In 1891 my paternal grandfather immigrated to Canada from England. He was an eleven year old orphan who never saw is family again. I treasure the thirty pages that he wrote by hand documenting his life story. His words really pull at my heart strings. Grandpa wrote: “But talk about food, I had never seen so much. But talk about being lonesome, I had changed so many homes in such short a time I almost cried my heart out.”
Imagine what it would be like if Canada wasn’t a safe place to live and, suddenly you had to leave. You could only take what you could carry. There would be miles of walking ahead of you. No fancy hotel rooms or chefs’ meals to make the trip easier. You might be sleeping outside with strangers with a limited amount of food to sustain you, never knowing if you would be able to again see the family and friends who you left behind.
It would take courage to sit in a refugee camp, hoping but never knowing, if another country would accept you. And then, when you are finally granted permission to face more challenges – a language and culture that you don’t understand. What an adjustment!
Well, if you think about it, most of us are immigrants. Our ancestors, for whatever reason, decided that life would be better here than where they were at the time. They bravely set out leaving what they knew behind so that we can now call this country “home”. I bet they had no idea how hard it would be!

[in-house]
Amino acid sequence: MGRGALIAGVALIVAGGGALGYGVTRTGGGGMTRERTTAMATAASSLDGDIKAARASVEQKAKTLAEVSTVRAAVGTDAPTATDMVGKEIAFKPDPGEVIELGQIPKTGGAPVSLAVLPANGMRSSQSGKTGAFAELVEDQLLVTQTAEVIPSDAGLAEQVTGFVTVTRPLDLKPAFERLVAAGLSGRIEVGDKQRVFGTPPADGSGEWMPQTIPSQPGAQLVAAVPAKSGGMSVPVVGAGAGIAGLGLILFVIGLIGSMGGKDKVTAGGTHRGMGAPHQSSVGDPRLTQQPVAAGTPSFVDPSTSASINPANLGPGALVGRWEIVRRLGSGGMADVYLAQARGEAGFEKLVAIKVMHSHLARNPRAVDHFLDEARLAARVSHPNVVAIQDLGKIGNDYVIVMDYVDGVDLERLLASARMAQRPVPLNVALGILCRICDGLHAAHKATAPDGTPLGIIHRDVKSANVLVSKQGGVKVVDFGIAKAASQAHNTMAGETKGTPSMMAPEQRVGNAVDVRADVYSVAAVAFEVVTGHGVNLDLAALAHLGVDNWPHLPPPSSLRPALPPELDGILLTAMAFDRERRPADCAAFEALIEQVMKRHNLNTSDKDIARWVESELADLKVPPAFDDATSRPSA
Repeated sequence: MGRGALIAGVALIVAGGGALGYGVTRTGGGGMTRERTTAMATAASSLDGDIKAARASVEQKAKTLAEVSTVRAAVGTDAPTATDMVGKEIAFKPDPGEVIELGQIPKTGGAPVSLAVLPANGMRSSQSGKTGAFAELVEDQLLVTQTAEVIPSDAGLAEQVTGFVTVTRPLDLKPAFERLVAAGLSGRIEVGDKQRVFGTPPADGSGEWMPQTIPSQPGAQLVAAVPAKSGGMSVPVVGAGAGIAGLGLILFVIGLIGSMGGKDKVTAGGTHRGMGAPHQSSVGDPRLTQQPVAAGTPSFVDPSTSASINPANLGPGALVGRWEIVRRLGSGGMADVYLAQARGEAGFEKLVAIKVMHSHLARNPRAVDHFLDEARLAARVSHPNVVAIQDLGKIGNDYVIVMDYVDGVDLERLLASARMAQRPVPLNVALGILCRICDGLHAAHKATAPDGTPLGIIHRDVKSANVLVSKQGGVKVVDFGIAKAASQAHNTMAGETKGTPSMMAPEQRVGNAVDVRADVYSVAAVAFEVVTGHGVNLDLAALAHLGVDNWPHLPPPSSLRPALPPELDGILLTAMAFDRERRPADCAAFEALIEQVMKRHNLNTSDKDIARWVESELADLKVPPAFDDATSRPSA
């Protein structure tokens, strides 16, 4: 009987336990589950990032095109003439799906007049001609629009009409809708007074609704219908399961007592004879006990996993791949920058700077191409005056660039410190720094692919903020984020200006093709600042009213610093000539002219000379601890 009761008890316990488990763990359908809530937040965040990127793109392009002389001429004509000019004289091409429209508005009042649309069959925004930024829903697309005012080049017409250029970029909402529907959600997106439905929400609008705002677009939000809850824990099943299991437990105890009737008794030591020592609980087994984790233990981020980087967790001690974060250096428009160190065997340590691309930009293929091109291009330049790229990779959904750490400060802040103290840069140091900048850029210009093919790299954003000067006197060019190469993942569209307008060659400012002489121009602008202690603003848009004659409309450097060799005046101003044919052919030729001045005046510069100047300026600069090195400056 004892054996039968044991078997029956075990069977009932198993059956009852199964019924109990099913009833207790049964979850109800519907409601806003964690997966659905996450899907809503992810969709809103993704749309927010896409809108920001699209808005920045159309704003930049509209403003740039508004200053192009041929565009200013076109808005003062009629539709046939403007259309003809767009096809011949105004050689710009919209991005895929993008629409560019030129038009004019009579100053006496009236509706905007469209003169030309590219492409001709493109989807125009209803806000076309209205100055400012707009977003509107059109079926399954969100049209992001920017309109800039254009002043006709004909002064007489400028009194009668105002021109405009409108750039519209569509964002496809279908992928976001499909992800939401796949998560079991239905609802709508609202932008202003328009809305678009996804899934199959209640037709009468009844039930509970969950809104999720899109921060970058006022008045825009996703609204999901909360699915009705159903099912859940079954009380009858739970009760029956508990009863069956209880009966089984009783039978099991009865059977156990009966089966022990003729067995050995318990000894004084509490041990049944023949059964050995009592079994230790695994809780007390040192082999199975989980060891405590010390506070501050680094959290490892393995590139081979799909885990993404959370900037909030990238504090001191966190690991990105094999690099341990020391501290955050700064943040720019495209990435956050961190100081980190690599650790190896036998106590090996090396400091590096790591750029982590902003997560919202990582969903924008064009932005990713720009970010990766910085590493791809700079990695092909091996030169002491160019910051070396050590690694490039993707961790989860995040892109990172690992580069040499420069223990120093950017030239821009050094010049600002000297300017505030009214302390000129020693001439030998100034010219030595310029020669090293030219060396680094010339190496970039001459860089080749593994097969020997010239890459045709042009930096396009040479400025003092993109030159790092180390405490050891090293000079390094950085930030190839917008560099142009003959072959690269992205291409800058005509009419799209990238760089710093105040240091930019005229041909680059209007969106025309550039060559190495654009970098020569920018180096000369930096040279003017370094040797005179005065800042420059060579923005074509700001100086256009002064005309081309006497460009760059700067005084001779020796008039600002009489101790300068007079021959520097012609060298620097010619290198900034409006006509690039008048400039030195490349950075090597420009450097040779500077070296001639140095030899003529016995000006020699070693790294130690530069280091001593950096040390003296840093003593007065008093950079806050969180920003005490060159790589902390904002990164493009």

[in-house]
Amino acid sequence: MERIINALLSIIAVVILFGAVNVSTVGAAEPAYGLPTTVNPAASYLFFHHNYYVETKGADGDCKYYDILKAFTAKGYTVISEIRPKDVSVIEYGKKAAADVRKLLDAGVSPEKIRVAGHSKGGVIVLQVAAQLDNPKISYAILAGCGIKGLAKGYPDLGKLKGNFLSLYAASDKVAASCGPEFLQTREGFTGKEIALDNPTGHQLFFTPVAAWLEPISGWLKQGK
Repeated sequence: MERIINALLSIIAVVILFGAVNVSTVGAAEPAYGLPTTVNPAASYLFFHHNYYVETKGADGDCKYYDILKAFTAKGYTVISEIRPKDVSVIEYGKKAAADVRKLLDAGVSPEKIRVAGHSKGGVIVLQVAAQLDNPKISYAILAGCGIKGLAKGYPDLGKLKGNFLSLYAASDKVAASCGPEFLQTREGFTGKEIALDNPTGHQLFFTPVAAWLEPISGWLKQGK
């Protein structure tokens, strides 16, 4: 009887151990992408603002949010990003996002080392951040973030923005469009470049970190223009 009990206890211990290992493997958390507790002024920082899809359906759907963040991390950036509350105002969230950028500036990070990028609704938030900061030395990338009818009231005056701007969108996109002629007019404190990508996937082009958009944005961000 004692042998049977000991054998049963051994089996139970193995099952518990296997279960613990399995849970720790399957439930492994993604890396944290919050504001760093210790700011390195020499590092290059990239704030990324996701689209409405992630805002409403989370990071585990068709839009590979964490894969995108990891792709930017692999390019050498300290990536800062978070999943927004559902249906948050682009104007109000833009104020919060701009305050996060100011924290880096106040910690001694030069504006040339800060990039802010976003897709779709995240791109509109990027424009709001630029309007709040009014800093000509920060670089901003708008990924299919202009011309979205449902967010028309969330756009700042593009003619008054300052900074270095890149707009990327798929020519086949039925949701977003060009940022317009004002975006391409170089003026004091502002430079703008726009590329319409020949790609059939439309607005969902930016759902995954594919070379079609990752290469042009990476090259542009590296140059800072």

I believe that Canada welcomes immigrants for three reasons:
1. We are compassionate people who want to help others because it is the right thing to do.
2. Our birth rate has decreased over the years and we need people to grow and prosper our vast lands.
3. Having a population made up of a mosaic of cultures makes life interesting and helps us to expand our mindset. We are challenged to learn from our differences.
This past week I was asked to speak to the staff at Saamis Immigration Services in our city. Because of our country’s response to the Syrian crisis, referrals have more than tripled! In past years this organization would be there to help about three dozen immigrants. In the past two months, they have had over 118 immigrants arrive and there are more on the way!
I have the highest respect for this organization and others across Canada who are involved but wonder why there are so few hands to do the work. How can you help? Are you able to donate some items to facilitate setting up households from nothing? Could you invest an hour or two a week to help someone do their English homework or learn about our city and culture? What would you hope someone would do for your family if they were in such a vulnerable situation?
Remember, we are all in this together!
Perhaps you could just send a tray of baking for the staff to enjoy in the middle of their super busy day. Could you help with moving the office to its new location?
Even a few words of encouragement would likely go a long way for both immigrant and staff. It would only take a few minutes to write a note to those involved in the process. For example, let Antonio Samayoa, the Manager at Saamis Immigration knows that you are willing to be part of his resource team (or just cheering everyone on from the sidelines)!